At the end of your appointment make sure you are clear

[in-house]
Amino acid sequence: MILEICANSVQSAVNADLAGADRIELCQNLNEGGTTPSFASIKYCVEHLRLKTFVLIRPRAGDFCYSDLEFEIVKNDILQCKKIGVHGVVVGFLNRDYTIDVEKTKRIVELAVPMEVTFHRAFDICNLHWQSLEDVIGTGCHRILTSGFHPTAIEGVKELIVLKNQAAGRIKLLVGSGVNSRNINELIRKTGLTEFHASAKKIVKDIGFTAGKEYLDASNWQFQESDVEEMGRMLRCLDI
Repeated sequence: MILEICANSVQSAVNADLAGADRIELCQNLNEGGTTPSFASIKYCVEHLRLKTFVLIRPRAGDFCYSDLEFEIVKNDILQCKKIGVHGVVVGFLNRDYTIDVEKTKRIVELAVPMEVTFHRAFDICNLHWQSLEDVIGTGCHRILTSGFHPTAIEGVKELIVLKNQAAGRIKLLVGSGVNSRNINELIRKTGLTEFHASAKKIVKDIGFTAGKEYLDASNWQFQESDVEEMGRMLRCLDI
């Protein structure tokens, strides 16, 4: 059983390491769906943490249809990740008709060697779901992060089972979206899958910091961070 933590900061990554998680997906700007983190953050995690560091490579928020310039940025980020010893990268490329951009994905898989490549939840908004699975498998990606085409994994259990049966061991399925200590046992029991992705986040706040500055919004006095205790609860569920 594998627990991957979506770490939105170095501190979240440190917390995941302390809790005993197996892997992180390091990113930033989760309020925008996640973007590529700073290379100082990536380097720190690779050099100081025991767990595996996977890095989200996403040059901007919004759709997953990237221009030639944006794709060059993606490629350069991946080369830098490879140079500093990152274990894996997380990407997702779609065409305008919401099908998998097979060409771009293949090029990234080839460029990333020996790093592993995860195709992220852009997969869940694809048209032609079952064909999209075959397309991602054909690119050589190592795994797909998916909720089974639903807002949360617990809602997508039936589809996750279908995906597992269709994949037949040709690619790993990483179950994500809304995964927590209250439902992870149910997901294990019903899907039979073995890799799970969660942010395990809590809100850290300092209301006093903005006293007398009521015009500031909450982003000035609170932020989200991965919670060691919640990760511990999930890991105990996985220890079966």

At the end of your appointment, make sure you are clear about when you should return, how long you can expect to recover, what factors to look for or under what circumstances to return sooner, how to wait for test results, and how long to continue treatment. Use your doctor’s appointment waiting time to your advantage by thinking about when and what factors aggravate your symptoms, or what you’ve already experienced that has improved your problem. Most doctor’s appointments last only 10 minutes. That’s not enough time to say all the things you want to say and ask, and for the doctor to explain what’s going on and answer all your questions. If you feel you need more than 10 minutes, you can ask for a double consultation, but I encourage you to do this only when necessary. As I’ve said before, I wish all appointments were done on a double entry basis, but unfortunately we don’t have enough time for that, and if everyone was recorded on a double entry basis, the system would collapse. Many studies have shown that we only remember a small fraction of the information we are given when we go to the doctor. For example, if you have a problem related to gut health, the registrar knows which doctor is most interested in that area of medicine. I was so sure that “her” problem was not cancer related that I could have visited “her” three more times without mentioning the “C” word, and “she” would still be worried. For bowel problems, it can be very helpful to keep a diary of symptoms and foods for a few weeks before the doctor’s visit. He or “she” can take notes ahead of time, and even if you don’t, you’ll remember the parts of the appointment that the patient may not know. Most doctor’s offices offer a double consultation for more complicated problems. Dawn Harper talks about how to get the most out of a doctor’s visit, especially for bowel problems. With such a short consultation, it’s easy to forget what you have to say. If you write down what you want to ask, you can be sure you won’t forget anything. The more information you give your doctor, the easier it will be for “him” or “her” to make a diagnosis and select a treatment. Disclaimer: The information on this site is for informational purposes only and should not be used for diagnosis, treatment or medical purposes.

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